I agree, but of course, his lack of due process would lie at the feet of the state attorney, I would believe.
Enjoy your Sunday.
Thanks for your thoughts.
I agree, the State Attorney’s Office is involved in the delay. If I were Judge Auldin at Omar Brown’s suppression hearing Tuesday morning, 9 a.m., absent proof that Omar Brown or his lawyer are the reason for the delay, I would dismiss the case because Brown did not get a speedy trail. Furthermore, I would insist that KWBP Officer Pablo Rodriguez be brought before me. I would examine him personally, under oath, about what he stated in his application for a search warrant of Brown’s home, which led to his arrest and incarceration for well over three years now. If I determined Officer Rodriguez lied in the application for the warrant, and that the lie was material, I would order him arrested and jailed, and would order the State Attorney to prosecute him. Our courts upholding and enforcing the law takes precedence over any contract the Police Benevolent Union has with the KWPD, over the KWPD’s right and/or duty to conduct Internal Affairs investigations, and over the State Attorney’s “discretion” to prosecute law breakers. Judge Auldin not only has the power and right to issue such an order to prosecute, he has the power to enforce it with contempt and incarceration of the State Attorney, if it the order is not obeyed. Not that I expect it to go that far. In fact, I would be shocked to see it go that far. I am convinced State Attorney Dennis Ward will prosecute Officer Rodriguez, if it appears he committed criminal acts. By the time this is all said and done, the PBU might wish it had never opened its mouth. By the time this is all said and done, the PBU, Officer Rodriguez and KWPD may all be in front of a state grand jury and/or a federal grand jury for conspiracy, obstruction of justice, corruption and violation of Omar Brown’s Civil Rights. Not meaning to issue a prophesy, the angels still have not told me after I slept on this twice more that Brown is guilty, which is their way of telling me that he is innocent of armed robbery.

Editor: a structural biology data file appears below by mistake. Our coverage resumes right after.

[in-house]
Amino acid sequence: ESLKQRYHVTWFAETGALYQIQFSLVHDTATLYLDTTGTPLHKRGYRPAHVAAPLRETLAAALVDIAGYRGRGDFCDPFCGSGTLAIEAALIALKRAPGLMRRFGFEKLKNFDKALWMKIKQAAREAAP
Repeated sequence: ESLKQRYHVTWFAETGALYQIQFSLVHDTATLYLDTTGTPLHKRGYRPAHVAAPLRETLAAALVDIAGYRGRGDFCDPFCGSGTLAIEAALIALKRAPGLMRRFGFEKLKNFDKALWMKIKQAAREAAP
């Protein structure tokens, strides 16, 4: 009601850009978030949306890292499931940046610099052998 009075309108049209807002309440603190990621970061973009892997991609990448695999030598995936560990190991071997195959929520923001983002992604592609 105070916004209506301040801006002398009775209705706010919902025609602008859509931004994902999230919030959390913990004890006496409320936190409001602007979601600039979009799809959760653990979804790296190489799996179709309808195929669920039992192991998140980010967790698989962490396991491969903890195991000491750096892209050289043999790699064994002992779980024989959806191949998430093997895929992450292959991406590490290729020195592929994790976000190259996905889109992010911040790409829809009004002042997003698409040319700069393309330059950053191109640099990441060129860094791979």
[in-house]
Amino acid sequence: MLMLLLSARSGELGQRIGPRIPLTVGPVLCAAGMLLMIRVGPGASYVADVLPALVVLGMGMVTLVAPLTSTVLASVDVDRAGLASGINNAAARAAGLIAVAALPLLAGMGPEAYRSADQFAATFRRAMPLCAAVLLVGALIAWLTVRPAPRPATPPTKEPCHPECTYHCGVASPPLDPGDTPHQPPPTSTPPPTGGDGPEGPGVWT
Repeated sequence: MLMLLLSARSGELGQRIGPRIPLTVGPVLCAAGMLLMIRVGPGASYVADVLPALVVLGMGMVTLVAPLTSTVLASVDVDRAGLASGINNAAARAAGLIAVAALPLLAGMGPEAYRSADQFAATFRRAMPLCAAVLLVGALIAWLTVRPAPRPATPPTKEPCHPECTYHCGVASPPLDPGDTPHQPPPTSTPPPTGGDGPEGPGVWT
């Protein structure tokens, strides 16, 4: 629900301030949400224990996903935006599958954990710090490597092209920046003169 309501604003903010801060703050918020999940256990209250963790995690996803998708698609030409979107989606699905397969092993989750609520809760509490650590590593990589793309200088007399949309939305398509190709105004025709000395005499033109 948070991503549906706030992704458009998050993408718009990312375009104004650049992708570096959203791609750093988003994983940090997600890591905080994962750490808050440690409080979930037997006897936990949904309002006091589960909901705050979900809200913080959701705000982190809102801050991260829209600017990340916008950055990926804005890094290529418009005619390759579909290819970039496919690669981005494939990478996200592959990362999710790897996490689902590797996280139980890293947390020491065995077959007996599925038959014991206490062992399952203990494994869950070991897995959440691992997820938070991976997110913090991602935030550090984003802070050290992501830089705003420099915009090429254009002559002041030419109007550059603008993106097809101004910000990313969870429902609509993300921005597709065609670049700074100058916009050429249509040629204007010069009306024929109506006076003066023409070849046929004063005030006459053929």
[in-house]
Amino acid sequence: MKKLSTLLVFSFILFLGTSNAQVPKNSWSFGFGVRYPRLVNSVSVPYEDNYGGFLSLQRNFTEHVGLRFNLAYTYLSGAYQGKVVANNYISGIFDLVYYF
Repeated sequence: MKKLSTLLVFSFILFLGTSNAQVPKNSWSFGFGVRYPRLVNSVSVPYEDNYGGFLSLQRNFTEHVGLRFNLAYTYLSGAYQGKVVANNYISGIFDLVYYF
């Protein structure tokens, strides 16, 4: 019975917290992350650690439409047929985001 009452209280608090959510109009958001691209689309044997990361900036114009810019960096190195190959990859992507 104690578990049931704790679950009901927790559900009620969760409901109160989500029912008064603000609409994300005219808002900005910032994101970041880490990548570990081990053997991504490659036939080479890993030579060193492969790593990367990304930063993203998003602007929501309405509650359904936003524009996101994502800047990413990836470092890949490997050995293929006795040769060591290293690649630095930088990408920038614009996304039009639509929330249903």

Postscript. Right after making that reply to Peggy, I ran into a local journalist I know somewhat, who told me to be very careful of Pablo Rodriguez; he’s the bubbas’ hit man. I laughed, said I hoped Pablo would bump me off and get me off this planet. I wasn’t really joking, and I wasn’t sure that was really what the journalist meant either. Maybe just that I should be careful not to break any laws, because Pablo would be looking for a chance to put me in the pokey. Either of which outcomes would save me from trying to talk Omar Brown out of suing everybody in sight, which I surely would be asked to do, because it is what Jesus would have done, if he were here and this had been given him to deal with. But then, were I Judge Audlin, if I ordered the charges against Omar Brown dismissed because he had been denied due process (a speedy trial), I also would order Brown to be paid restitution of $1,000 a day by the State Attorney’s Office and the City of Key West, calculated from the date of his incarceration, with six percent interest calculated daily.